Business and Society; Truth and Myths about Tourism
Byline: Bernardo Villegas
In a country where sixty million or more foreign tourists come to visit every year, Barcelona and the surrounding region of Catalunya account for the second largest inflow after the Canary Islands.
I am impressed at how the private sector in this region is so well organized that it has formed Exceltur, the Alliance for Excellent Tourism, which this year will celebrate its sixth anniversary. Exceltur has two main objectives: a greater awareness of the socioeconomic impact of tourism and guaranteeing the best conditions for its competitiveness with other regions in Spain and with the rest of the world. It is made up of 24 enterprises, most of them leaders in their respective segments, employing some 200,000 persons. The total volume of business of the members surpassed 25 billion euros at the end of 2006, with direct investments in more than 40 countries and commercial operations in 175 (countries). The pillar of the alliance is made up of the hotel chains, which represent approximately 35 percent of the capacity in Spain of the four- and five-star hotels, as well as 90 percent of the hotel investments abroad. The members coming from the airline industry have a total fleet of more than 280 planes and transport about 40 million passengers annually. Other leisure services are also represented in the organization.
Recently, the Executive Vice President of Exceltur, Jose Luis Zoreda, an MBA alumnus of the IESE Business School, gave an interview in which he talked about some truths and exposed some myths about the tourism industry. What he said could be very useful to the various sectors of the tourism industry of the Philippines, which are also increasingly organized to speak with one voice. The first myth has to do with the exaggerated fear of global warming. There are the prophets of doom who say that in 20 to 30 years, tourism based on sand and sun will disappear because of global warming. Mr. Zoreda says that this is nonsense. The attractions of the fine beaches or other leisure activities based on a sunny climate will continue to be among the major alternatives to be considered by people going on vacations. The question the industry should ask itself is if it is able to reinvent some of the destinations of sand and sun that can be differentiated from the many other similar sites available in the world market. And we have to be concerned not only about the beaches, but also with the mountains, forests, lakes and whatever natural or cultural space may attract the attention of tourists from different parts of the world, including the local ones.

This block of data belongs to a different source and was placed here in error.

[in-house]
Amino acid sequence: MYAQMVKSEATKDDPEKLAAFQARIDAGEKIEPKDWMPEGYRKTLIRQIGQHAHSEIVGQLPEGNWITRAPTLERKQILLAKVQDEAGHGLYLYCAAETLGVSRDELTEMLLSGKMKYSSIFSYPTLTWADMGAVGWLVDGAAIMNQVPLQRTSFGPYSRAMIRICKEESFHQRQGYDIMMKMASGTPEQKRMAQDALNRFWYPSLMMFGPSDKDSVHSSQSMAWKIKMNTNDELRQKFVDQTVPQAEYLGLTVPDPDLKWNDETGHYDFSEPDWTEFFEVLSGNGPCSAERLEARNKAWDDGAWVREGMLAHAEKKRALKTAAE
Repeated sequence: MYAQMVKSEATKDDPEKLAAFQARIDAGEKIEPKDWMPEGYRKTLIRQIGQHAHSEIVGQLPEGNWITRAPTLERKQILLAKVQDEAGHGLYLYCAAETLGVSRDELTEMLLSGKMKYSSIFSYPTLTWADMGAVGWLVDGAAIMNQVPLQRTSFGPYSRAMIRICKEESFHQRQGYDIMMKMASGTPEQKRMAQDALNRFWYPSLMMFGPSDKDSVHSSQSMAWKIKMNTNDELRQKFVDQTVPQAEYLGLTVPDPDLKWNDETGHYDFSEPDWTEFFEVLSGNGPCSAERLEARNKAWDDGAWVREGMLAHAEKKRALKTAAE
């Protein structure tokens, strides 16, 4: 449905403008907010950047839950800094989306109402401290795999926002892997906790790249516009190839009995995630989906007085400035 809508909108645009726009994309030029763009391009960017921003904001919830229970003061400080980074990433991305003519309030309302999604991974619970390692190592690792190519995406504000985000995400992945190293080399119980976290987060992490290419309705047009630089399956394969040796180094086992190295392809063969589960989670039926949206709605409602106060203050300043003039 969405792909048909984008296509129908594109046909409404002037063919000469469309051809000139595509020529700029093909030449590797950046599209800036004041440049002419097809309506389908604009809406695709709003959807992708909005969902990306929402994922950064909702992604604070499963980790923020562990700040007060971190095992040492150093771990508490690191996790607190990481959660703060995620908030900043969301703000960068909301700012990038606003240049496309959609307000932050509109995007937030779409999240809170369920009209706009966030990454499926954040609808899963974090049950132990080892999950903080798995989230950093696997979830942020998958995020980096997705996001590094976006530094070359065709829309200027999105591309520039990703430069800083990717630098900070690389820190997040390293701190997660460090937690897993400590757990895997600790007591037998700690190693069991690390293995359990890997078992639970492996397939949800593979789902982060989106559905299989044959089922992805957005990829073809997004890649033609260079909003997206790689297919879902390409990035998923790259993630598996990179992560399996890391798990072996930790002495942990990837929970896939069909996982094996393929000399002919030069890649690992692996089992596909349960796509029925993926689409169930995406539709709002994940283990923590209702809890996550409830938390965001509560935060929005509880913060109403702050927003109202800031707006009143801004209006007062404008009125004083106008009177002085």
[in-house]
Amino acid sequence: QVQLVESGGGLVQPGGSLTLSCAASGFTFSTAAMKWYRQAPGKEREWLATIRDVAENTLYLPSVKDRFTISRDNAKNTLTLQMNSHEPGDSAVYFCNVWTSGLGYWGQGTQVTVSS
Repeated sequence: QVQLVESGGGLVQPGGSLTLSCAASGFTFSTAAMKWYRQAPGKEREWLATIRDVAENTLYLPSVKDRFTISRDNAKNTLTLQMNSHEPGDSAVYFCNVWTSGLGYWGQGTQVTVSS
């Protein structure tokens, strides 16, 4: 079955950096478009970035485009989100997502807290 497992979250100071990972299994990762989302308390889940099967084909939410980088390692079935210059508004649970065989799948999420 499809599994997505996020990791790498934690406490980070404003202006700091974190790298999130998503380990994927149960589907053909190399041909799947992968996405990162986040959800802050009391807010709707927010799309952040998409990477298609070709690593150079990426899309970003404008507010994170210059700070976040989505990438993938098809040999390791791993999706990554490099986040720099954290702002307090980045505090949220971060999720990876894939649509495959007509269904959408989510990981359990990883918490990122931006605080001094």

The residential (longterm) tourists can be blamed for the environmental damage done to the coasts. According to Mr. Zoreda, this is only partially true in Spain. It is true that in the last ten years, the construction of houses for the use of long-term tourists has grown disproportionately. But this trend was not promoted by enterprises in the tourism industry. Investors in real estate were the prime movers, strongly assisted by local governments that were looking for more lucrative sources of real estate taxes. Tourism authorities in the Philippines have to foresee what could be the implication of "residential tourism" on the beaches and other tourism destinations in the Philippines. …